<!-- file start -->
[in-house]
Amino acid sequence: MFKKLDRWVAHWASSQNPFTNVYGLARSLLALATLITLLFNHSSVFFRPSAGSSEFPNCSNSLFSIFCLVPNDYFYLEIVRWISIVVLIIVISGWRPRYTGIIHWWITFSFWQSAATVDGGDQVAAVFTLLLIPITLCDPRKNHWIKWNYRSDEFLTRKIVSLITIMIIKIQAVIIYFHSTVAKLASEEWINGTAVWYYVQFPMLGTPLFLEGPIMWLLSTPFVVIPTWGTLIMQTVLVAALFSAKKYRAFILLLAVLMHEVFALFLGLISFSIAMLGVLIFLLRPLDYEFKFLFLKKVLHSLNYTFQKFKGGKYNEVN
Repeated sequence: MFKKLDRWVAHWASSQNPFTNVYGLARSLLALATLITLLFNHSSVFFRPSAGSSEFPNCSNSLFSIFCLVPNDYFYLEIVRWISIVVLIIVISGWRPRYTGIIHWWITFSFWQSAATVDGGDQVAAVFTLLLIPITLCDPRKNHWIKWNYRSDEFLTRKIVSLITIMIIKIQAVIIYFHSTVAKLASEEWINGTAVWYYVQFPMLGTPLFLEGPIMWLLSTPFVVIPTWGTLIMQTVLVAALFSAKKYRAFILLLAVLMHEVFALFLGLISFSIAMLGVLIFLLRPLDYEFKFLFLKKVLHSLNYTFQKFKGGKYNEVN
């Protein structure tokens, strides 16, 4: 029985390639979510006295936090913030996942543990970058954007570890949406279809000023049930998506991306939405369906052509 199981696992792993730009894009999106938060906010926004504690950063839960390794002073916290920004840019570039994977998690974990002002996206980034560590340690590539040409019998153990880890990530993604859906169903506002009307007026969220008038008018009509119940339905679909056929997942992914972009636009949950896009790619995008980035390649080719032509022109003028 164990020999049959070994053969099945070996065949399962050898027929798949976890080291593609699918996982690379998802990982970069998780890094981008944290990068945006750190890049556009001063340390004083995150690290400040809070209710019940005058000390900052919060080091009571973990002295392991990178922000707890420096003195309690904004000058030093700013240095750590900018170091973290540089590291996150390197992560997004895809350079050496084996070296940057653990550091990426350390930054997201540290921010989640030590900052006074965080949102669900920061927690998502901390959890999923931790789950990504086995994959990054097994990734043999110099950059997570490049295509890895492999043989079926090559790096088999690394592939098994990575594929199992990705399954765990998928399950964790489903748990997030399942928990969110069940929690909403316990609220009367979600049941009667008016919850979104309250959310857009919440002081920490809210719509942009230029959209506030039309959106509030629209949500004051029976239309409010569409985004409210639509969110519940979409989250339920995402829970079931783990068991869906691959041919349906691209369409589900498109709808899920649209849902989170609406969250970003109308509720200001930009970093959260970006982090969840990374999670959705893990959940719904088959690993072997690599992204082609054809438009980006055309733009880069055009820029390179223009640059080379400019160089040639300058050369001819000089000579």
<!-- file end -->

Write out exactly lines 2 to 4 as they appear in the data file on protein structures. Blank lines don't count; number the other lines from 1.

Amino acid sequence: MFKKLDRWVAHWASSQNPFTNVYGLARSLLALATLITLLFNHSSVFFRPSAGSSEFPNCSNSLFSIFCLVPNDYFYLEIVRWISIVVLIIVISGWRPRYTGIIHWWITFSFWQSAATVDGGDQVAAVFTLLLIPITLCDPRKNHWIKWNYRSDEFLTRKIVSLITIMIIKIQAVIIYFHSTVAKLASEEWINGTAVWYYVQFPMLGTPLFLEGPIMWLLSTPFVVIPTWGTLIMQTVLVAALFSAKKYRAFILLLAVLMHEVFALFLGLISFSIAMLGVLIFLLRPLDYEFKFLFLKKVLHSLNYTFQKFKGGKYNEVN
Repeated sequence: MFKKLDRWVAHWASSQNPFTNVYGLARSLLALATLITLLFNHSSVFFRPSAGSSEFPNCSNSLFSIFCLVPNDYFYLEIVRWISIVVLIIVISGWRPRYTGIIHWWITFSFWQSAATVDGGDQVAAVFTLLLIPITLCDPRKNHWIKWNYRSDEFLTRKIVSLITIMIIKIQAVIIYFHSTVAKLASEEWINGTAVWYYVQFPMLGTPLFLEGPIMWLLSTPFVVIPTWGTLIMQTVLVAALFSAKKYRAFILLLAVLMHEVFALFLGLISFSIAMLGVLIFLLRPLDYEFKFLFLKKVLHSLNYTFQKFKGGKYNEVN
């Protein structure tokens, strides 16, 4: 029985390639979510006295936090913030996942543990970058954007570890949406279809000023049930998506991306939405369906052509 199981696992792993730009894009999106938060906010926004504690950063839960390794002073916290920004840019570039994977998690974990002002996206980034560590340690590539040409019998153990880890990530993604859906169903506002009307007026969220008038008018009509119940339905679909056929997942992914972009636009949950896009790619995008980035390649080719032509022109003028 164990020999049959070994053969099945070996065949399962050898027929798949976890080291593609699918996982690379998802990982970069998780890094981008944290990068945006750190890049556009001063340390004083995150690290400040809070209710019940005058000390900052919060080091009571973990002295392991990178922000707890420096003195309690904004000058030093700013240095750590900018170091973290540089590291996150390197992560997004895809350079050496084996070296940057653990550091990426350390930054997201540290921010989640030590900052006074965080949102669900920061927690998502901390959890999923931790789950990504086995994959990054097994990734043999110099950059997570490049295509890895492999043989079926090559790096088999690394592939098994990575594929199992990705399954765990998928399950964790489903748990997030399942928990969110069940929690909403316990609220009367979600049941009667008016919850979104309250959310857009919440002081920490809210719509942009230029959209506030039309959106509030629209949500004051029976239309409010569409985004409210639509969110519940979409989250339920995402829970079931783990068991869906691959041919349906691209369409589900498109709808899920649209849902989170609406969250970003109308509720200001930009970093959260970006982090969840990374999670959705893990959940719904088959690993072997690599992204082609054809438009980006055309733009880069055009820029390179223009640059080379400019160089040639300058050369001819000089000579």